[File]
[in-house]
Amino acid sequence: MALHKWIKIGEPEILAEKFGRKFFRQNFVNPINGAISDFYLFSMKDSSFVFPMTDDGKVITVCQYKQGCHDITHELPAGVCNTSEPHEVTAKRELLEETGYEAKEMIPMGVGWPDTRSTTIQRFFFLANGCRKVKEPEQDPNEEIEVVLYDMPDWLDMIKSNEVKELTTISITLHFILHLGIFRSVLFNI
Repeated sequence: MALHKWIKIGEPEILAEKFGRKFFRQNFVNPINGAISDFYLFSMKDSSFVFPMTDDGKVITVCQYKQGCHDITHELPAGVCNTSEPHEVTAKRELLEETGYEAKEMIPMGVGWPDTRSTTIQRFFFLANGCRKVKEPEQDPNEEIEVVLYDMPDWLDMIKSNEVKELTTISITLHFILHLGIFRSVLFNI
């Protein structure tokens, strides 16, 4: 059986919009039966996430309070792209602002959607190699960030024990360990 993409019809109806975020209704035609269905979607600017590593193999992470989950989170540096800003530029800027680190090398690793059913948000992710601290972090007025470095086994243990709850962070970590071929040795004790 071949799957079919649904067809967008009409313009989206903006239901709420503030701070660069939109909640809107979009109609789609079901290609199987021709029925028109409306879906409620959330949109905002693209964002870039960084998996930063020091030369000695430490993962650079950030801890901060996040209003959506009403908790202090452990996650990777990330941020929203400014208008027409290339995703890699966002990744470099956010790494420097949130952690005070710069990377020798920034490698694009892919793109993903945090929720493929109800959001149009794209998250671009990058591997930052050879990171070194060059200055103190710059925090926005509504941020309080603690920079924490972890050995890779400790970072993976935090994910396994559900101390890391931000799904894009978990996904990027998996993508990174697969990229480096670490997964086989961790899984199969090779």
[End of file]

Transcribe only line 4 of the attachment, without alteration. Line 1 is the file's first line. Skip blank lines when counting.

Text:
């Protein structure tokens, strides 16, 4: 059986919009039966996430309070792209602002959607190699960030024990360990 993409019809109806975020209704035609269905979607600017590593193999992470989950989170540096800003530029800027680190090398690793059913948000992710601290972090007025470095086994243990709850962070970590071929040795004790 071949799957079919649904067809967008009409313009989206903006239901709420503030701070660069939109909640809107979009109609789609079901290609199987021709029925028109409306879906409620959330949109905002693209964002870039960084998996930063020091030369000695430490993962650079950030801890901060996040209003959506009403908790202090452990996650990777990330941020929203400014208008027409290339995703890699966002990744470099956010790494420097949130952690005070710069990377020798920034490698694009892919793109993903945090929720493929109800959001149009794209998250671009990058591997930052050879990171070194060059200055103190710059925090926005509504941020309080603690920079924490972890050995890779400790970072993976935090994910396994559900101390890391931000799904894009978990996904990027998996993508990174697969990229480096670490997964086989961790899984199969090779």